Kaua’i needs shelter from the storms

When the split-personality weather disturbance known as Daniel (it went from tropical storm to hurricane and back) was advancing on Hawai’i last month, the job Kaua’i did getting ready for the worst was as good as or better than all the other islands.

But while Kaua’i generally can—and should—take pride in its Daniel preparations and apparent readiness for future storm watches, it must remember that there isn’t enough shelter space to go around if a really big weather disaster sweeps ashore.

The head of civil defense for Kaua’i County presented the sobering facts this week: There are 14 official shelters on the island offering combined space for 19,343 people. There are about 55,000 regular residents and between 15,000 and 20,000 visitors much of the time.

Doing the math in round numbers, that’s 75,000 -19,000=56,000. In other words, if Kaua’i never saw another tourist, it would still be hard-pressed to squeeze its resident into a shelter.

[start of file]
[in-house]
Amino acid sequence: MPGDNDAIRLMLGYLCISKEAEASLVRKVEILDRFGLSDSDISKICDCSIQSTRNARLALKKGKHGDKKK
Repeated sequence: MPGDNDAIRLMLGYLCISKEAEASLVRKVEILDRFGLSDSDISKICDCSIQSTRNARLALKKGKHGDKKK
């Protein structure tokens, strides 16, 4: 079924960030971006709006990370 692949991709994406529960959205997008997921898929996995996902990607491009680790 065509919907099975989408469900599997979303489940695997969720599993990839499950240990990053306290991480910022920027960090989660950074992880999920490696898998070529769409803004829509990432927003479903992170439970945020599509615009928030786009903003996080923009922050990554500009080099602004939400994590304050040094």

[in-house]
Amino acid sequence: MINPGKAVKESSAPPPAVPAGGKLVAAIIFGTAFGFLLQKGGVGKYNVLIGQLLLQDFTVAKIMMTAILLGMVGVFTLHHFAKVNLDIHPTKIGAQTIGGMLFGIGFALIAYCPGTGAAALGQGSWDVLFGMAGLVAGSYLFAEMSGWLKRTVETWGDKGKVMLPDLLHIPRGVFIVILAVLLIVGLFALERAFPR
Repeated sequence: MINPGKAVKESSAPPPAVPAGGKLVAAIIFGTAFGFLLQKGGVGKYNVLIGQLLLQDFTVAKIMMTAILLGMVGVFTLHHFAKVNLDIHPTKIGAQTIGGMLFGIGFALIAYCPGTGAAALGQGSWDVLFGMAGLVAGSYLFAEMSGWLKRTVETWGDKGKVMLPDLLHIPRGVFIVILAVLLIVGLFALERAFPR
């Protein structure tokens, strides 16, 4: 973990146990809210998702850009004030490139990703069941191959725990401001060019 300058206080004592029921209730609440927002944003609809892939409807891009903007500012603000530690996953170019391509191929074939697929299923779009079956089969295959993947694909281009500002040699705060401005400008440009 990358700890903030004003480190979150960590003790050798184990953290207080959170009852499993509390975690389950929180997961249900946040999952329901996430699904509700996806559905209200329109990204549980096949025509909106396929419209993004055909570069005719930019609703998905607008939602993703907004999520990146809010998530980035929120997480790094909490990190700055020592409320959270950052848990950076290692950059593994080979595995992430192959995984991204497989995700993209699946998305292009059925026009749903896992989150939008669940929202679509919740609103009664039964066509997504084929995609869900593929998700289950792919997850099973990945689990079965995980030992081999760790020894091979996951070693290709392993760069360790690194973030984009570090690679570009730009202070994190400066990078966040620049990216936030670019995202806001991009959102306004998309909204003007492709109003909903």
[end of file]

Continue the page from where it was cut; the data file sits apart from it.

Tourism isn’t going away. Neither is the inevitable next storm, and the one after, and the one after. While everyone found a place—at home, with friends or relatives, or in shelters—to ride out Hurricane Iniki’s savagery in 1992, the island should start shrinking the disparity between official hideouts and the number of people in harm’s way.

Those efforts are underway. The Kaua’i War Memorial Convention Hall is readied to serve as a shelter, providing room for 2,000 people. More storm-resistant structures are needed, however, to help ensure the safety of eveyone.

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